Brigid Martz Smith

Educating Providers on Evidence-Based Medical Guidelines is a chapter of Oncofertility Communication: Sharing Information and Building Relationships across Disciplines where the authors, Lauren N.C. Johnson and Dr. Clarisa R. Gracia, outline previous medical paradigms and how they have changed to incorporate new evidence-based medical guidelines in fertility preservation and oncofertility.

The old paradigm of medical practice relied heavily on individual clinical experiences and the knowledge of pathophysiology.  Based on this, physicians would refer to text books and senior colleagues when faced with a difficult patient situation.  As such, many patient care decisions were influenced by provider bias rather than objective data.  In the late twentieth century, there was a paradigm-shift to focus on evidence-based medicine which highlighted the critical importance of objective data in medical decisions.  Evidence-based medicine (EBM), as a whole, is a tool for solving clinical questions.  The original definition of EBM was "the conscientious, explicit, and judicious use of current best evidence in making decisions about the care of individual patients" and was later amended to include the critical role of the patient in health care decisions.  Now, EBM is "the integration of the best available research evidence with clinical expertise and patient values" which allows for the best clinical decisions relating to patient care.

In an effort to generate appropriate information, clinicians focus on the "PICO" model: P stands for Patient, Problem, or Population;  I stands for Intervention; C stands for Comparison; O stands for Outcome.  These four areas allow for clinicians to focus their questions in a logical way that allows for quicker literature searches and data gathering.  Beyond the PICO model, grading systems were put in place to help medical professionals evaluate the quality of the evidence in a particular study or set of guidelines through grades of "good, fair, or poor".  Even further beyond these systems, many clinicians refer to the Strength-of-Recommendation Taxonomy (SORT) system which focuses mainly on patient-centered outcomes, quality of life, and symptom improvement.  Recently, researchers have expressed increased interest in the impact of cancer therapies on fertility as more cancer patients become long-term survivors.  As Oncofertility has garnered more attention and interest, the quality of data relating to fertility preservation has drastically improved from simple case studies to randomized controlled trials.  Based on the quality of the data available, the American Society of Reproductive Medicine (ASRM) reclassified oocyte cryopreservation to be an established technique. This is a prime example of how EBM can transform clinical care.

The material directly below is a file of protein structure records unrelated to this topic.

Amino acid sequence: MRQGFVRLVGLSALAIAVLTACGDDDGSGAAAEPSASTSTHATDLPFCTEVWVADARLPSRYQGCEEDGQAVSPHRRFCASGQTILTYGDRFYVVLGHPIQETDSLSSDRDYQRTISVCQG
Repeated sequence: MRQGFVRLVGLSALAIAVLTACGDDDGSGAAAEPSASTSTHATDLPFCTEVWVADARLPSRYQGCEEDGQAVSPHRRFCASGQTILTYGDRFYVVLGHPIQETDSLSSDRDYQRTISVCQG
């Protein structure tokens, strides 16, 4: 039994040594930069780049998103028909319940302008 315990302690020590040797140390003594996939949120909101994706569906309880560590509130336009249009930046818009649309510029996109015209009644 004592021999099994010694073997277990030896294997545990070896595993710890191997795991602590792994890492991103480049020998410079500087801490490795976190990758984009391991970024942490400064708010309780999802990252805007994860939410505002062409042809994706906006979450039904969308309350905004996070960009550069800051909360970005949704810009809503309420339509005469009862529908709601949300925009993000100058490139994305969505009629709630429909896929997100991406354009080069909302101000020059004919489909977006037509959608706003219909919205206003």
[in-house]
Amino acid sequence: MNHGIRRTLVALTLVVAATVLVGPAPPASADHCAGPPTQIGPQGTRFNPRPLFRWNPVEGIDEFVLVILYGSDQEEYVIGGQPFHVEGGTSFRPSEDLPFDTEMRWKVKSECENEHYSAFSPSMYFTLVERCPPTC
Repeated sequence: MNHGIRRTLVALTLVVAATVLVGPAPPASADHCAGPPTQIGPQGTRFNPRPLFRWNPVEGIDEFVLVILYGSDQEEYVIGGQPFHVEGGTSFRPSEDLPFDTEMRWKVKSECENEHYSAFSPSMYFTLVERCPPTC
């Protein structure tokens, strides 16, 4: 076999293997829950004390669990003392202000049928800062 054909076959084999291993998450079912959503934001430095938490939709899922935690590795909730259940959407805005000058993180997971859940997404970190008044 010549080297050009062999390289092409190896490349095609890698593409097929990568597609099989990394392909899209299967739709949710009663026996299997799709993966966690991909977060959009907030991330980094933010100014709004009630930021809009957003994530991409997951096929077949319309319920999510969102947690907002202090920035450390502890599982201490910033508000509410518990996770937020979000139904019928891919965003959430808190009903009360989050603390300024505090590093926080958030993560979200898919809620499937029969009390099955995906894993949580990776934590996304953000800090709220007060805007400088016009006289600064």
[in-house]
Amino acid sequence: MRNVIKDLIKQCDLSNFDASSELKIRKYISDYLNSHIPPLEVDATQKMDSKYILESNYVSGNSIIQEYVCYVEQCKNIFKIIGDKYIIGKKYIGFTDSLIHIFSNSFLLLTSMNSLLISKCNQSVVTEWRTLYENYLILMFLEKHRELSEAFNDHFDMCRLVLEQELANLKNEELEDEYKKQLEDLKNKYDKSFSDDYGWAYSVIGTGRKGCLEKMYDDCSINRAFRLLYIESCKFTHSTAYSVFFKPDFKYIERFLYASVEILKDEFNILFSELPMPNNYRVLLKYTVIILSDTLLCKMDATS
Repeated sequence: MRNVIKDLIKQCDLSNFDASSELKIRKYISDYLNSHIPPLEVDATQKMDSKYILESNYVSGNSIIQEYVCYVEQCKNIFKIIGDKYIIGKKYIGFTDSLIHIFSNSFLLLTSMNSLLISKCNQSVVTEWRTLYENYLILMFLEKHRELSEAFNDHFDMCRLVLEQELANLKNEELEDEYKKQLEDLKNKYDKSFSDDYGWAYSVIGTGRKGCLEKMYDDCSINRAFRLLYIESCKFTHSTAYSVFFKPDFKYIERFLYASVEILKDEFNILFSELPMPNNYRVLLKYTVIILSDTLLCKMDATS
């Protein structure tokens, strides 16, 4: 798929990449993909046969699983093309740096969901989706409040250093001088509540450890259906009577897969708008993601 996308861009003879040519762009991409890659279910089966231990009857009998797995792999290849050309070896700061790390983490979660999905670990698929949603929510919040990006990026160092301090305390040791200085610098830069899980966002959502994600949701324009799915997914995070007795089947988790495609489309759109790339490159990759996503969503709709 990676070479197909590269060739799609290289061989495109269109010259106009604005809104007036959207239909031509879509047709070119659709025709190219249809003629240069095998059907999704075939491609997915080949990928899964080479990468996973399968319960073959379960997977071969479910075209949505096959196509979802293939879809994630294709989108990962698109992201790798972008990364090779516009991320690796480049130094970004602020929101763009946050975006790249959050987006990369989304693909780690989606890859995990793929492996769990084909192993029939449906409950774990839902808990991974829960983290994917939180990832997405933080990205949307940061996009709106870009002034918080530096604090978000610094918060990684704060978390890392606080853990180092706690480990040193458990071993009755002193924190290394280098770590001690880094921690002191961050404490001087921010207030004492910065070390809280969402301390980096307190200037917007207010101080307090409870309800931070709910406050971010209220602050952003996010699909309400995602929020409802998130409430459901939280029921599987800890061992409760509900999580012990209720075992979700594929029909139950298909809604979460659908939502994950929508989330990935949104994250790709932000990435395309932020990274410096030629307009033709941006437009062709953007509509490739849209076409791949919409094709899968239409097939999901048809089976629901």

The Oncofertility Consortium relies heavily on EBM and is dedicated to providing clinicians with access to educational resources through various avenues.  The Consortium hosts an annual conference with didactic sessions as well as hands-on, small-group training courses, frequent 'Virtual Grand Rounds' and online access to currently published research studies.  Practice guidelines for fertility preservation in cancer patients have been published by several professional societies including the American Society for Clinical Oncology (ASCO), ASRM, and the British Fertility Society.  Some organizations, such as ASCO, ASRM, and The Endocrine Society, even offer Continuing Medical Education credits (CME) for online training modules.

As Oncofertility continues to rapidly evolve, knowledge of Evidence Based Medicine, and access to high-quality, patient-oriented literature, will allow physicians to consistently offer excellent care to patients seeking fertility preservation.  The Oncofertility Consortium will continue to share resources with our large network and promote the role of EBM in fertility preservation through our Annual Conference, Virtual Grand Rounds, among many other channels.

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